Simplicity is the military version of Occam’s Razor, or, alternatively, the Keep It Simple, Stupid (KISS) Principle. Ultimately, no matter if you’re using swords, guns, or UAV’s, warfare is conducted by people (at least until 2020, when Rock’emSock’em Robots become the preferred method of settling international disputes). People make mistakes, especially under pressure—when what Clausewitz calls “friction”, or what we know now as “Murphy’s Law” happens. The more complicated your plan is, the more steps there are to make it work, the more things that can go wrong to derail it, and the more details there are for a subordinate to forget. The simplest solution is the best solution 9 times out of 10.
The 4th Battle of Kawanakajima is a good example of simplicity done wrong. We’re all familiar with the Takeda’s genius plan “Operation Woodpecker”, supposedly concocted by either Yamamoto Kansuke, Baba Nobuharu, or the two of them together, in which the Takeda split their forces and attempted to maneuver around the Uesugi positions on hills to the north and attack them from behind with one force, forcing the Uesugi to run down the hill into the waiting spears of the other Takeda force. Great plan, but it was a tad bit too complicated to execute—especially the timing of it. Unfortunately for the Takeda, the Uesugi had designs of their own and moved off the hills while half the Takeda army was trying to go around them. The Takeda were faced with the entire Uesugi army charging down on them, with half of their own army actually moving away from the battle. Desperate fighting saved the Takeda from complete collapse before the detached force could arrive back on the battlefield, but the complicated plan opened an advantage that the Uesugi were able to exploit. Historians are divided on who (if anyone) “won” at 4th Kawanakajima, but it’s fairly obvious that the Takeda took the worst of it, due in no small part to out-thinking themselves.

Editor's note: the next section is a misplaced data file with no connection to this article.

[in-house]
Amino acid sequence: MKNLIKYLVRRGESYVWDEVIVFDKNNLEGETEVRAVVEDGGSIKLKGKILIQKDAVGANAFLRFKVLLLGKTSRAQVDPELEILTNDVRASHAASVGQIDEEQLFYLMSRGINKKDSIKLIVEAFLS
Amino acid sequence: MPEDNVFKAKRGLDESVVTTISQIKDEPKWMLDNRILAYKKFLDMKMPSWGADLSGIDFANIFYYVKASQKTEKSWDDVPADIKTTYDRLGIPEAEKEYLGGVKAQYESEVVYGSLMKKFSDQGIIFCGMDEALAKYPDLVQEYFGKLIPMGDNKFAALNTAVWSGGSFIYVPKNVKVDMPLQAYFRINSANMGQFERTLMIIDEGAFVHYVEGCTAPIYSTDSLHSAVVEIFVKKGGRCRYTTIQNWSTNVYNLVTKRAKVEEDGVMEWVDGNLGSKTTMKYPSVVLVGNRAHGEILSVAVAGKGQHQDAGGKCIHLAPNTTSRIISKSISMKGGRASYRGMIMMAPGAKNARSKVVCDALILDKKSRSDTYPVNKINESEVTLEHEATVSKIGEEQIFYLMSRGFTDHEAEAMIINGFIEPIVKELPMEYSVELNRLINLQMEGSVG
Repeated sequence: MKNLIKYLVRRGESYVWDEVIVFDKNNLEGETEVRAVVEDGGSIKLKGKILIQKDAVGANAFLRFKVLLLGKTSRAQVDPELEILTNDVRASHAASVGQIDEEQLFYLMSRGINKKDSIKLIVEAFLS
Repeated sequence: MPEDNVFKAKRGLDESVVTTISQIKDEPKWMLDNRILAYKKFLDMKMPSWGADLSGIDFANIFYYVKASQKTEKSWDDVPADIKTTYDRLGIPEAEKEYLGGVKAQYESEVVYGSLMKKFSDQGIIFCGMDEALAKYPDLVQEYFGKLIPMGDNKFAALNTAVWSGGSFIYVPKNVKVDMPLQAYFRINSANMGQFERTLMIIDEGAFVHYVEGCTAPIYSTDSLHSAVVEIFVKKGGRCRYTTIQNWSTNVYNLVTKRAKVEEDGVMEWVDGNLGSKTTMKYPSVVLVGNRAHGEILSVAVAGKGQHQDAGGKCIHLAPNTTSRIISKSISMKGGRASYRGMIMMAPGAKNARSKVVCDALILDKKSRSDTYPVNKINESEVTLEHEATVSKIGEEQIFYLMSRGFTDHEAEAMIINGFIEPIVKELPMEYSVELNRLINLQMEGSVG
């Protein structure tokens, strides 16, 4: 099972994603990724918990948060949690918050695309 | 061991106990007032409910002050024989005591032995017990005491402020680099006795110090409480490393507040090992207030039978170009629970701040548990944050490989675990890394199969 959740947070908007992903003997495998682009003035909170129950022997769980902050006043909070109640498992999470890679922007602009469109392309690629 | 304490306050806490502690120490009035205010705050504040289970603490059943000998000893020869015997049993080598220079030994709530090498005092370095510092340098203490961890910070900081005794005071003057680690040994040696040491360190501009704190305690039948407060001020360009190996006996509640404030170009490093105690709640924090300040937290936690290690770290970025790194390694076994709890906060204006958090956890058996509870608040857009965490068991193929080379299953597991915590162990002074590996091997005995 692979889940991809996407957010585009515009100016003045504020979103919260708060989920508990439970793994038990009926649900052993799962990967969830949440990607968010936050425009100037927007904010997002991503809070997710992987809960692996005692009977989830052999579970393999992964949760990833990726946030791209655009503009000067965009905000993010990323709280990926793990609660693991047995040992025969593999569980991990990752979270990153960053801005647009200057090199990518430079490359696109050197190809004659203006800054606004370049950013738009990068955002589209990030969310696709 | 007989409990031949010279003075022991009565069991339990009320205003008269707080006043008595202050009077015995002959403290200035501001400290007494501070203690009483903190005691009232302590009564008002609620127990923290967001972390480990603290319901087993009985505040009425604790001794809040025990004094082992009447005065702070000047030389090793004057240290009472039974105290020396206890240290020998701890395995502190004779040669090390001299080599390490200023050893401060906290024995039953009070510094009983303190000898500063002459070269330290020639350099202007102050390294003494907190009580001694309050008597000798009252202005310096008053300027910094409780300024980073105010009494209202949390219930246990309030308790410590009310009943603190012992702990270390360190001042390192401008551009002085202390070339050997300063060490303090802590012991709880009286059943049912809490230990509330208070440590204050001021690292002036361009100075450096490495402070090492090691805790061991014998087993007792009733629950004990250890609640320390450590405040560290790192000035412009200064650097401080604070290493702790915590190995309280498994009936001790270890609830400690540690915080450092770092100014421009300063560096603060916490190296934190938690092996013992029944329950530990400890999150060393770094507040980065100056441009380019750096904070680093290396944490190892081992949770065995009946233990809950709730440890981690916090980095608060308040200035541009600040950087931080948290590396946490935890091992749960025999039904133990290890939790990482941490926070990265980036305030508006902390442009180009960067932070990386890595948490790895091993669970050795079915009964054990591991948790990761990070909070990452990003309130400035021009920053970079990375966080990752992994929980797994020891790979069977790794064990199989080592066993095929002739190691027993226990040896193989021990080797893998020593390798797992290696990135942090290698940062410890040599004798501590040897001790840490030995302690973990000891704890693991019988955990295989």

Well, that’s it for this installment. Next time, we’ll look at the three relatively new additions that the US military has added based on experiences in Iraq and Afghanistan, among others: Restraint, Perseverance, and Legitimacy. We’ll see whether or not these also fit in a Sengoku context. See you then!

The above comments represent the views of the author only, and should not be interpreted to represent the views or official position of the United States Army or the Department of Defense. 
MAJ Nate Ledbetter
Intermediate Level Education Class 12-002
Staff Group D
Fort Gordon, Georgia


[1] Department of Defense. Joint Publication 3-0, “Joint Operations” Washington, D.C.: 11 August 2011. Pg. A-4.